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Massachusetts officials are instructing health care professionals to look out for respiratory illnesses that might be related to vaping, after nearly 200 cases of mysterious lung illnesses have surfaced across the country.

The Massachusetts Department of Public Health notified some 25,000 doctors, nurses, and physician assistants Tuesday to watch for respiratory illnesses in patients who said they use e-cigarettes or vaporizers of any kind — and report those cases to the state. Patients with the unexplained illnesses have said they have chest pain, difficulty breathing, vomiting, and fatigue. Some cases have been more serious and can involve permanent lung damage.

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The department also attached information from Centers for Disease Control and Prevention, which has been tracking the illnesses. It’s unclear whether the issues are coming from marijuana products, traditional e-cigarettes, or a contaminated product being sold on the illicit market.

“Even though cases appear similar, it is not clear if these cases have a common cause or if they are different diseases with similar presentations,” the CDC wrote in a notice. The State Departments of Health are investigating the possible cause of the illness by testing patient specimens and e-cigarette products. State-specific epidemiologic investigations are ongoing.”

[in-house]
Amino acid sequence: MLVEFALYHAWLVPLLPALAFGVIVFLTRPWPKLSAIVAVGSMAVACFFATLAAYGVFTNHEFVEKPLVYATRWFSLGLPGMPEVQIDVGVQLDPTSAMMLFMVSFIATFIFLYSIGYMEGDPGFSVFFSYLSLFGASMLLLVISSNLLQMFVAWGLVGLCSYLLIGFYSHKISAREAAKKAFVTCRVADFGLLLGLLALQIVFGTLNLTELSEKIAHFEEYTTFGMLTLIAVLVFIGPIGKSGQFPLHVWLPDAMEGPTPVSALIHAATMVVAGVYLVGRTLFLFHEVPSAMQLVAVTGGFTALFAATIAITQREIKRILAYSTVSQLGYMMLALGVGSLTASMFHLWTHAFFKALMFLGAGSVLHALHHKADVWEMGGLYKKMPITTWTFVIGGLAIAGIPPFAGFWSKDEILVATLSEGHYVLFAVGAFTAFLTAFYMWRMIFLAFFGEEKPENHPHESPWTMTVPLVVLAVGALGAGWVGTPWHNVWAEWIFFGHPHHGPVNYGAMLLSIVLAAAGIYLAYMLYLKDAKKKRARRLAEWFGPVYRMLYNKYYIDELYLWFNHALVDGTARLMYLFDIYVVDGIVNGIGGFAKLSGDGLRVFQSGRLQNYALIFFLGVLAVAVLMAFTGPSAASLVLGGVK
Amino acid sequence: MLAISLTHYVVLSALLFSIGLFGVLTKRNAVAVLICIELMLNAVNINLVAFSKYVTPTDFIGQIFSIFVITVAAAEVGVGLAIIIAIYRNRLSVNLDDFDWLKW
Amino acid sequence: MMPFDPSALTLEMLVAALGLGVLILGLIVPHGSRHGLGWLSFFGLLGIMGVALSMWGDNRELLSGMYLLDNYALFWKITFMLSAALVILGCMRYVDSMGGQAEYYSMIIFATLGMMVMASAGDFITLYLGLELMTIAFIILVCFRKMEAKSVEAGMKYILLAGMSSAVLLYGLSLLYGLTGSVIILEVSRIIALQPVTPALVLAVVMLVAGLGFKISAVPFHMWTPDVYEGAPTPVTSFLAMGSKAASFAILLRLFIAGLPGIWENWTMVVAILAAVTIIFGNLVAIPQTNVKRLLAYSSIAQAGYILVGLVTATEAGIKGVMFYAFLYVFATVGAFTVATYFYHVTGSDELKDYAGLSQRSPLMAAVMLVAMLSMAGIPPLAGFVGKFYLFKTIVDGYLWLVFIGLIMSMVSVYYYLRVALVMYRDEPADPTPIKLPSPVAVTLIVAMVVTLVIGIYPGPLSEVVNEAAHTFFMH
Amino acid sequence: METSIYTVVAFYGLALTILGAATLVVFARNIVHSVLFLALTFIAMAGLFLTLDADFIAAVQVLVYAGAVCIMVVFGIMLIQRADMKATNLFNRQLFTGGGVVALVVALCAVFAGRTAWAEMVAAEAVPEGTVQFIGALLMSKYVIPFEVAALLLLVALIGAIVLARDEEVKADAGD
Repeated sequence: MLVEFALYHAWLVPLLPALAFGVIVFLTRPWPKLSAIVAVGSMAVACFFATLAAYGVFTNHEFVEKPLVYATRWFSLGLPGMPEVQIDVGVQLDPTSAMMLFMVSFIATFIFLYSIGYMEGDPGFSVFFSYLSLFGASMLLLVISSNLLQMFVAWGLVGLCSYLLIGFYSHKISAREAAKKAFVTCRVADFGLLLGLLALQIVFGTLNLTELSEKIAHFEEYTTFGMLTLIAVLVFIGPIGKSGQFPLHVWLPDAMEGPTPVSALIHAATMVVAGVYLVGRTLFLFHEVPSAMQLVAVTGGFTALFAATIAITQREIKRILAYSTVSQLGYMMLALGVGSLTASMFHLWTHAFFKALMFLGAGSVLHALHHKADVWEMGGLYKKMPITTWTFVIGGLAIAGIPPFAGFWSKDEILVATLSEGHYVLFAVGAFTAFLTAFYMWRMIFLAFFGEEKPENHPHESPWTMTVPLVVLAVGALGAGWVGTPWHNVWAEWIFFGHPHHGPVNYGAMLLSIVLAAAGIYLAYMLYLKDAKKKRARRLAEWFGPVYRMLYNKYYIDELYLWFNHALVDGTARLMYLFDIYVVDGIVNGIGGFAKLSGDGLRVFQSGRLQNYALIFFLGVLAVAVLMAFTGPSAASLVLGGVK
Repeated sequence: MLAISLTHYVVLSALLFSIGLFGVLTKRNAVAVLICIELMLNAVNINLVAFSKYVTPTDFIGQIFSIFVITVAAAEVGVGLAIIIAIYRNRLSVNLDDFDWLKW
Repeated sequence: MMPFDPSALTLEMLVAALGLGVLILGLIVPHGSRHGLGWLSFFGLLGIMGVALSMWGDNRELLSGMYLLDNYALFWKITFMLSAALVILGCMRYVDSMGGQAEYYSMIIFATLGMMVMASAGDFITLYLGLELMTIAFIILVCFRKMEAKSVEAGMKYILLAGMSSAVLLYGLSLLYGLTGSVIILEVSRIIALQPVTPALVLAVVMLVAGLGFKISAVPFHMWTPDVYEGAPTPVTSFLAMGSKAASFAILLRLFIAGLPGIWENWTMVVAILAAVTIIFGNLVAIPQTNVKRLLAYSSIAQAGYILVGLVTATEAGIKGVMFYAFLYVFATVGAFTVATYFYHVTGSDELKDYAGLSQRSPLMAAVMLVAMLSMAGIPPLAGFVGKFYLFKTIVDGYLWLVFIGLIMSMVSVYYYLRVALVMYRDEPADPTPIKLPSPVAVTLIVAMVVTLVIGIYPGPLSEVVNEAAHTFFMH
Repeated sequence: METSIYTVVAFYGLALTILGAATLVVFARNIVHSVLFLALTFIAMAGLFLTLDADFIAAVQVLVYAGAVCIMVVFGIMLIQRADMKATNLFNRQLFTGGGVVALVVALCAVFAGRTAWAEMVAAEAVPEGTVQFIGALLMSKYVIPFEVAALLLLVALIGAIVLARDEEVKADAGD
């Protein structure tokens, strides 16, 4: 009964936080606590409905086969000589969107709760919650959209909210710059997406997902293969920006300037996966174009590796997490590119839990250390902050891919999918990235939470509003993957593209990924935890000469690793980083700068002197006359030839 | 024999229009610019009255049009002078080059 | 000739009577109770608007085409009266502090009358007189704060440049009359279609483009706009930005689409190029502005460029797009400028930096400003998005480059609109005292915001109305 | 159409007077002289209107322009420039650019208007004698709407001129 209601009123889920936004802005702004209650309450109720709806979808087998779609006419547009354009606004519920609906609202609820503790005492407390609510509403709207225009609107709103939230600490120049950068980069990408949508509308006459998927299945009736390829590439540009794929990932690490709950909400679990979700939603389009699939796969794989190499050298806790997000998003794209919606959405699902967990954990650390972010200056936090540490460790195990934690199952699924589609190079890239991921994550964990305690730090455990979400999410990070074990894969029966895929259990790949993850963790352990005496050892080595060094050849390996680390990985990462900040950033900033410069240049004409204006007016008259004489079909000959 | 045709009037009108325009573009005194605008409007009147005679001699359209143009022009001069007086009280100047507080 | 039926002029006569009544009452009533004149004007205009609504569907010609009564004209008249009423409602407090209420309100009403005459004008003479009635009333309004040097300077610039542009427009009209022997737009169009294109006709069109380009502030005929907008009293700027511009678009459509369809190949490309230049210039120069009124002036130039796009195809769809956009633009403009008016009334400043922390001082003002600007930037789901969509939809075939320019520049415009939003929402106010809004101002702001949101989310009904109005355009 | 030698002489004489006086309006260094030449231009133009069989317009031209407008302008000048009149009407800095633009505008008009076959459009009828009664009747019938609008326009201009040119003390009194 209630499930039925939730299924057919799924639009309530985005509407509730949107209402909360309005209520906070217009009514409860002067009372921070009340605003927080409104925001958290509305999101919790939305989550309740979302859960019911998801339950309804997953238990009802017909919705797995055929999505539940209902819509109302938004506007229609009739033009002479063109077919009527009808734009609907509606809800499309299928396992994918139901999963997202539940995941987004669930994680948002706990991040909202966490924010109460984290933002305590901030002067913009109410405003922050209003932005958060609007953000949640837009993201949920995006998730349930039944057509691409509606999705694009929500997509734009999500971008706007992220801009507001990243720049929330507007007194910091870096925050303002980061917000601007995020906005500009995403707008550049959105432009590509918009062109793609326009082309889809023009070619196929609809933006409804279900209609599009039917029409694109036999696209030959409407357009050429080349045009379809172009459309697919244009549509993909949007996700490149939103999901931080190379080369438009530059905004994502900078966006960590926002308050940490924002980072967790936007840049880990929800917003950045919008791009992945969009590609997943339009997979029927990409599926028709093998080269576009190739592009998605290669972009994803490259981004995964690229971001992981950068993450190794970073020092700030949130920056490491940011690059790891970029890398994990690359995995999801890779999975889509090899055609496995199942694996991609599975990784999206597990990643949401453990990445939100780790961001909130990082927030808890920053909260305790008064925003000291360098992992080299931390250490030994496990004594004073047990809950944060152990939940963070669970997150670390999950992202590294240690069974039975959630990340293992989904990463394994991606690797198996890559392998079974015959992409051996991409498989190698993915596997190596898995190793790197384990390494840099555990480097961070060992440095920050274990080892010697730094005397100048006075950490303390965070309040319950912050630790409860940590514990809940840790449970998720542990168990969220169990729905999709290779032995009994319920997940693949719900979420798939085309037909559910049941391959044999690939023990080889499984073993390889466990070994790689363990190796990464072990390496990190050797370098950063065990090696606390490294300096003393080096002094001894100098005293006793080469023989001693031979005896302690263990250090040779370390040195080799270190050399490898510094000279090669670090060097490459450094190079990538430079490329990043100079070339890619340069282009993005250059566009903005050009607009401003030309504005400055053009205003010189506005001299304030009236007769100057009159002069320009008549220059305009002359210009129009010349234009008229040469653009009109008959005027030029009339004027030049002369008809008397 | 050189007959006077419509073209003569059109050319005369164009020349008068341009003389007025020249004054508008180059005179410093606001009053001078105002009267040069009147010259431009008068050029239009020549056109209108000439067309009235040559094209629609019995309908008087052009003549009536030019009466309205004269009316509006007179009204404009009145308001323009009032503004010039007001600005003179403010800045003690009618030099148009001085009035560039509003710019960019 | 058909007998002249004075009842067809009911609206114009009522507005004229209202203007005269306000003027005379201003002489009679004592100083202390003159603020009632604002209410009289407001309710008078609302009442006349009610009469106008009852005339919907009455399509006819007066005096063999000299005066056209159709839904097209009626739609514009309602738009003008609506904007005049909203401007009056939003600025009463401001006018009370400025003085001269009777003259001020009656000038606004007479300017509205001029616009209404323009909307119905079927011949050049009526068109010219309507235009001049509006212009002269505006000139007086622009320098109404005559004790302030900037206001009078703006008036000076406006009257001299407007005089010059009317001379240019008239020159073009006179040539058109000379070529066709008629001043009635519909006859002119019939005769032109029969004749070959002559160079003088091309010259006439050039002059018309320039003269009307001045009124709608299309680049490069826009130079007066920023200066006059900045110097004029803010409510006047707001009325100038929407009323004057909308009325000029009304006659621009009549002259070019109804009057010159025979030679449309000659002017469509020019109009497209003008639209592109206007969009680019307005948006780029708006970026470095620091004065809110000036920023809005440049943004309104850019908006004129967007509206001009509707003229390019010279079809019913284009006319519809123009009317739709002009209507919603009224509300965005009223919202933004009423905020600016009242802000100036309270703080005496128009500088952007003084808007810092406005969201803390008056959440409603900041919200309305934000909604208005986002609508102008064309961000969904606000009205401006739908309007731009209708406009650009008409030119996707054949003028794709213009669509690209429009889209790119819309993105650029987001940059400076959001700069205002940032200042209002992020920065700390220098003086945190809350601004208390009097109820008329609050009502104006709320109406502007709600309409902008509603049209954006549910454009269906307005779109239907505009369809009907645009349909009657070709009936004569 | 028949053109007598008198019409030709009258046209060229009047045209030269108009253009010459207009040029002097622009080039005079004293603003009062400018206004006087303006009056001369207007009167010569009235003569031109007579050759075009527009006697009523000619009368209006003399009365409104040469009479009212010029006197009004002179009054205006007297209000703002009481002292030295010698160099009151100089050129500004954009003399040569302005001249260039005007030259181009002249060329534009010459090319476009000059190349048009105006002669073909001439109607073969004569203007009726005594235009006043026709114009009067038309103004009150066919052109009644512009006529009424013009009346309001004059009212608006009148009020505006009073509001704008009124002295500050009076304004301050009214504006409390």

As of Thursday, the CDC has received reports of more than 193 potential cases of severe lung illnesses in 22 states, including Connecticut and New York. One person in Illinois has died from respiratory problems.

All the cases were reported between June 28 and Aug. 20.

Ann Scales, a spokeswoman for the state’s Department of Public Health, said no cases have been reported in Massachusetts yet, and hospitals aren’t required to report such incidents.

The agency is using an “electronic syndromic surveillance system,” Scales said, which will be used to track and identify cases of respiratory illnesses that could be linked to vaping. All emergency rooms in Massachusetts have access to the system, according to DPH.

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Some states are taking additional action to investigate the illnesses and try to prevent more from occurring. The Wisconsin and Illinois departments of health have asked the CDC to assist them in investigating the incidents, and the New Mexico Department of Health is recommending that people stop using vape cartridges with marijuana as a main ingredient.


Naomi Martin of the Globe Staff contributed to this story. Material from The New York Times was used in this story. Felicia Gans can be reached at felicia.gans@globe.com. Follow her on Twitter @FeliciaGans.